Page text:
I just left a talk by Dawn Calabia, senior advisor at Refugees International on the situation of refugees in Afghanistan. Sponsored by the Womens Foreign Policy Group, the talk brought together a diverse group to hear about Dawns November 2010 three week trip to Afghanistan to look at what is happening with refugees, especially those who have returned from Pakistan and Iran.
By way of background, Afghanistan is a country of 29 million people, and since President Karzai took office, about 5.6 million Afghan refugees have returned to the country. The country has a per capita income of between $800-$1,000; life expectancy of 44 years and the second highest infant mortality rate in the world. While 6 million children are in school a vast improvement over the past 6 years another 6 million are not, and Dawn reported seeing kids walking to school carrying their own chairs so they would have something to sit on during class. Dawn reported on a country that is making progress but still having a hard time with shelter for refugees as well as providing economic opportunity for its citizens.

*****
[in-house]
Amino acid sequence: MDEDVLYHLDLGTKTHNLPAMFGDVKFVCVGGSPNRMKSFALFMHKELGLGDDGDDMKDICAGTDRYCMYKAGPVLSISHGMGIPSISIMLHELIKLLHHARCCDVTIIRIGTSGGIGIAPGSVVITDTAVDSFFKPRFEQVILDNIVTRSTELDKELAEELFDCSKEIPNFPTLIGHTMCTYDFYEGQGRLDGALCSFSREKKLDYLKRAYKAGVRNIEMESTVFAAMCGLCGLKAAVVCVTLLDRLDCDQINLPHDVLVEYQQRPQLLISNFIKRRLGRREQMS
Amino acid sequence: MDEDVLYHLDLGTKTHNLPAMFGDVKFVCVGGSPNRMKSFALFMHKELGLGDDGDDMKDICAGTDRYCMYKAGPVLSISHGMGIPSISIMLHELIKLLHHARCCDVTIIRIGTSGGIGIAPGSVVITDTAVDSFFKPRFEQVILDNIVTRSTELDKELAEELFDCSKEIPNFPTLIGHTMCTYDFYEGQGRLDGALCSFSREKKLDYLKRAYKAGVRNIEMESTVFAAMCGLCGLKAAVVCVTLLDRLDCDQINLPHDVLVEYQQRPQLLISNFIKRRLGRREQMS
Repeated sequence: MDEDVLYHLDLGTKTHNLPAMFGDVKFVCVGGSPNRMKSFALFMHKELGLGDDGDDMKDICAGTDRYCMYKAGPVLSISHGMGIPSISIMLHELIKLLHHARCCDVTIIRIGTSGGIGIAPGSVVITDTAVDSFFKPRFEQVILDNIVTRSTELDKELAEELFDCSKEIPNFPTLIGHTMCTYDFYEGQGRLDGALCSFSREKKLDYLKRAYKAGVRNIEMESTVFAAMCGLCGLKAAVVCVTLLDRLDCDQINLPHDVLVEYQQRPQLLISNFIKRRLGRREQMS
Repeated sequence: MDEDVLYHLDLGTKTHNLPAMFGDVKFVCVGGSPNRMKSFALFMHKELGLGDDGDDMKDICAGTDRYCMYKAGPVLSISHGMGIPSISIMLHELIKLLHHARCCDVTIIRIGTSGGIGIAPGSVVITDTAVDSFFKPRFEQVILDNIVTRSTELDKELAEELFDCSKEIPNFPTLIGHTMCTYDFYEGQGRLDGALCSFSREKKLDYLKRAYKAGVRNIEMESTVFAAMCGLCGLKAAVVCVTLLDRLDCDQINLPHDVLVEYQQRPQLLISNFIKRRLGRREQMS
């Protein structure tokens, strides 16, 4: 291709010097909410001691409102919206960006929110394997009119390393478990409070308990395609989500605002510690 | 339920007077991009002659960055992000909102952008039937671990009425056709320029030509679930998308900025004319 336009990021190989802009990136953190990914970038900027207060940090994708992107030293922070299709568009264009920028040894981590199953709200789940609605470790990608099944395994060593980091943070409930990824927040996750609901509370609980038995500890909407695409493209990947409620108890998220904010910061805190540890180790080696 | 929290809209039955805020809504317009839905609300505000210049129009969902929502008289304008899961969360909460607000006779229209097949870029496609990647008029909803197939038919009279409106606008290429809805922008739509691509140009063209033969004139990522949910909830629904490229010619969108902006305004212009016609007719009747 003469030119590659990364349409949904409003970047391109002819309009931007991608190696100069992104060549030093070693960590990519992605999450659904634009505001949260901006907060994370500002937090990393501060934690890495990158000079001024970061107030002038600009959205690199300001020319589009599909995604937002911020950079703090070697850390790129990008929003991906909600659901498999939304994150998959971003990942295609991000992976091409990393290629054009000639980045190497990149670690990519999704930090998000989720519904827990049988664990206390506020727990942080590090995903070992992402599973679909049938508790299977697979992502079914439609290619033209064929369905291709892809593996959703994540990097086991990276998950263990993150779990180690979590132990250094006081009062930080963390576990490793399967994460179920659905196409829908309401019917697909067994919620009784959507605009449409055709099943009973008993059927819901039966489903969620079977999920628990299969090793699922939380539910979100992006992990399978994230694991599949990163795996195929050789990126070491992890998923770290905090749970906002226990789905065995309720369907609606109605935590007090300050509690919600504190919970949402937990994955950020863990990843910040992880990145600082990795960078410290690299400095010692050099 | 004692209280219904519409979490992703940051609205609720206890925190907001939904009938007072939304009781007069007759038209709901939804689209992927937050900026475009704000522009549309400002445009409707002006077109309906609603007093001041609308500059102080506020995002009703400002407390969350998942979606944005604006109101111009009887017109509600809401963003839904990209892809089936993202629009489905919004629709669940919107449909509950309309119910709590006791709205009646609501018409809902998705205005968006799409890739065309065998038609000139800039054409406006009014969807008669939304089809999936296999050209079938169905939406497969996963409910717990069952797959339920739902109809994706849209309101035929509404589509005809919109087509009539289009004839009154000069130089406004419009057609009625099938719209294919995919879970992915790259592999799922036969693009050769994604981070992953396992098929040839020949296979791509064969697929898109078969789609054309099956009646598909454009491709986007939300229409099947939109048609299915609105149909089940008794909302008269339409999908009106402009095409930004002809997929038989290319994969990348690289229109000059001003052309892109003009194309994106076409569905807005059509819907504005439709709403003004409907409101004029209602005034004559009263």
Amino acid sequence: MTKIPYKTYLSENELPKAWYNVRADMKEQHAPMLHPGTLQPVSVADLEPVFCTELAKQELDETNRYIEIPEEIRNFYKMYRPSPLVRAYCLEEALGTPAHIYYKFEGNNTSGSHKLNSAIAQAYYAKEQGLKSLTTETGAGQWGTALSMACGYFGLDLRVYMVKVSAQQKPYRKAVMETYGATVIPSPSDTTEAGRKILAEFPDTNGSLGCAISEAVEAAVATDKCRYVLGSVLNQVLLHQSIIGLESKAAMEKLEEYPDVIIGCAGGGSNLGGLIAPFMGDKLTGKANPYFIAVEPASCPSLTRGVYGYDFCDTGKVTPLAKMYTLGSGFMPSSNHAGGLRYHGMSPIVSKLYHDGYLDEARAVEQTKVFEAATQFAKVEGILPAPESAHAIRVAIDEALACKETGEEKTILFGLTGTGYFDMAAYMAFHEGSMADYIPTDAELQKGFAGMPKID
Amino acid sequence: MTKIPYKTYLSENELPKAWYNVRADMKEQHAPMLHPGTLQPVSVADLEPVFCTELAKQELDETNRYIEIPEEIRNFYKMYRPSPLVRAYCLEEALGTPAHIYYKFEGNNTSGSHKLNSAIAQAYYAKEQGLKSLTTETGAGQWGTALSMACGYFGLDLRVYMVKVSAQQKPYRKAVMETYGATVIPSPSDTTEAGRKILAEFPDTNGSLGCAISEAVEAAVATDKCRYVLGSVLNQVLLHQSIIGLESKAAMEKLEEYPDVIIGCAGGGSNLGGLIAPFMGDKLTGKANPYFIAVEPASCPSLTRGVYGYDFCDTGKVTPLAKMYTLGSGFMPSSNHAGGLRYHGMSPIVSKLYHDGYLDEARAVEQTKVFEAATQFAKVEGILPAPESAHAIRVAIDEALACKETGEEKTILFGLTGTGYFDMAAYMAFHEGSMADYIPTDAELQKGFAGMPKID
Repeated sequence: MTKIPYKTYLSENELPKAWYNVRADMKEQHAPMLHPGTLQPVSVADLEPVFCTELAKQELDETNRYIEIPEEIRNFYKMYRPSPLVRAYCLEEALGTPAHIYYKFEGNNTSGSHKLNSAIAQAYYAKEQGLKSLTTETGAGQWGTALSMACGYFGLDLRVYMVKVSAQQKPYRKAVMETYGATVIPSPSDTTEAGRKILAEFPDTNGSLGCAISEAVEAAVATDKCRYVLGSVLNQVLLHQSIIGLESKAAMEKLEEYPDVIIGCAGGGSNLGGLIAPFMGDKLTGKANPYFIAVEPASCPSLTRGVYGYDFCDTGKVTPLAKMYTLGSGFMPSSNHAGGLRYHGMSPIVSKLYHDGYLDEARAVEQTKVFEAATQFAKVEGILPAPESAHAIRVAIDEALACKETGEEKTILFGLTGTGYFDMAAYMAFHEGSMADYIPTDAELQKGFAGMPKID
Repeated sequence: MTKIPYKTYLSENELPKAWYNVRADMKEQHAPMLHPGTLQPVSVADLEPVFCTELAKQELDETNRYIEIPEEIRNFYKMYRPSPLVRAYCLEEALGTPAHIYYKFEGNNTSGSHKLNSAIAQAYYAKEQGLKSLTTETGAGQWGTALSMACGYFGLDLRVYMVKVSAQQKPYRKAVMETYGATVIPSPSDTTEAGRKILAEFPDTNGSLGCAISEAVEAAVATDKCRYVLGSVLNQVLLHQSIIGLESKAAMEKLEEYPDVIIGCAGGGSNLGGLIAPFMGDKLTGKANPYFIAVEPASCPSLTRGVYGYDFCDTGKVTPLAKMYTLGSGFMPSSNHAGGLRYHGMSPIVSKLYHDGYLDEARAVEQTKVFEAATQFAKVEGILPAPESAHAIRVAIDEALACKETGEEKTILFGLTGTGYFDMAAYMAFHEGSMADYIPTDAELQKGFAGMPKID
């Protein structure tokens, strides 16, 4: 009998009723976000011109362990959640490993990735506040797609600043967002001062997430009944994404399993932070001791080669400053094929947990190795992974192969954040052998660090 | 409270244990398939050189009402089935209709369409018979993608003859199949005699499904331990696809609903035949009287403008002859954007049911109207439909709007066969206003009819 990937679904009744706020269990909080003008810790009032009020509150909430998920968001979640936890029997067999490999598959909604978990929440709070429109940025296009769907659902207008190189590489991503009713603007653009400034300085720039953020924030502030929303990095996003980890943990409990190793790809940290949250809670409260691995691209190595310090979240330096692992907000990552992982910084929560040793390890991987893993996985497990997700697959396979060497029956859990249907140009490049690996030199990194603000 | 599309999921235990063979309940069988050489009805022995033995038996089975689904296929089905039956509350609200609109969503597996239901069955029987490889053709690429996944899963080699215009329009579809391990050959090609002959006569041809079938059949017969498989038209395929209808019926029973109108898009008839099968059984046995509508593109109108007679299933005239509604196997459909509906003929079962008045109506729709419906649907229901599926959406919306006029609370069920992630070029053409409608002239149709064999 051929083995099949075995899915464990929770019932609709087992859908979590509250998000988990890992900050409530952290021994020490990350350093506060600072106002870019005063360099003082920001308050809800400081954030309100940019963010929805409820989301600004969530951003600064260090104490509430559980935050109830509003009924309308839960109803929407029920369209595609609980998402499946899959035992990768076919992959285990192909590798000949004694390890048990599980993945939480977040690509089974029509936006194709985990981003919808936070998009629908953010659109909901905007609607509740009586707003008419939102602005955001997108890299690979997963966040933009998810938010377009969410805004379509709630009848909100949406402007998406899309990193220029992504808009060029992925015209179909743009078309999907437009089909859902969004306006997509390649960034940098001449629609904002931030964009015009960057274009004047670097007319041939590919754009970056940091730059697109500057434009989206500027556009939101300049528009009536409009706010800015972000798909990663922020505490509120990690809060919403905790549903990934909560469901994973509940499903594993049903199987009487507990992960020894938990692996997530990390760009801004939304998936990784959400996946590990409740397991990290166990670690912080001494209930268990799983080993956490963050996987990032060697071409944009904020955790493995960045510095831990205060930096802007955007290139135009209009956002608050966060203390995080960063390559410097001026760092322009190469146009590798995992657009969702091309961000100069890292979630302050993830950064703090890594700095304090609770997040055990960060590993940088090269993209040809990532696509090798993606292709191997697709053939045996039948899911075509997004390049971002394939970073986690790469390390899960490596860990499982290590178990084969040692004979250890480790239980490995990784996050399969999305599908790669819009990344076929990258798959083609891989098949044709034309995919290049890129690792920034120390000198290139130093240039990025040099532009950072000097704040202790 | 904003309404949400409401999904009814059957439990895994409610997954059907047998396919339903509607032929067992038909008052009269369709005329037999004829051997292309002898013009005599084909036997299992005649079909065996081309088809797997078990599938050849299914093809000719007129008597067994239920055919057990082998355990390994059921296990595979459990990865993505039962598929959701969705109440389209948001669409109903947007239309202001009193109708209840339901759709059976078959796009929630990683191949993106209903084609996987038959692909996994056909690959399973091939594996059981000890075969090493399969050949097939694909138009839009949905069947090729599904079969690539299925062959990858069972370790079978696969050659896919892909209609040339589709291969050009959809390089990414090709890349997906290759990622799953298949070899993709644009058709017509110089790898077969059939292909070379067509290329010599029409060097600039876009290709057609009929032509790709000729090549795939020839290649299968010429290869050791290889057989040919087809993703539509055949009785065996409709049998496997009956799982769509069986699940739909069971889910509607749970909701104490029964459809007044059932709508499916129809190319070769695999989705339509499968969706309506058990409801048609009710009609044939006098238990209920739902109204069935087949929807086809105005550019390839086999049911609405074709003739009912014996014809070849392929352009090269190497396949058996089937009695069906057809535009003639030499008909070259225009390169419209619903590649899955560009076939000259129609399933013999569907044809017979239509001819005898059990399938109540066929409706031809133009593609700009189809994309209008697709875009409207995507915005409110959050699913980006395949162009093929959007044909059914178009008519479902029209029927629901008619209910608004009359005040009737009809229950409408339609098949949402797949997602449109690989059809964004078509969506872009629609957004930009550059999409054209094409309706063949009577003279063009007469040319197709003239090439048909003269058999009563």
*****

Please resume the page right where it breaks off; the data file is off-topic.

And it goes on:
I was particularly struck by what she reported on women. She reported that many women felt proud of the progress that had been made, especially in sending girls to school, but that it is an uphill battle, and there are concerns about the resurgence of the Taliban. Many felt that living in cities afforded them some more freedoms, although as Dawn noted, wearing a burka does not mean that women dont also want their rights. For example, in the parliamentary election, 264 women attended a candidate training school sponsored by NDI, and were willing to campaign and be photographed.
I felt like I had made a quick trip to Afghanistan and thank Dawn for taking me there.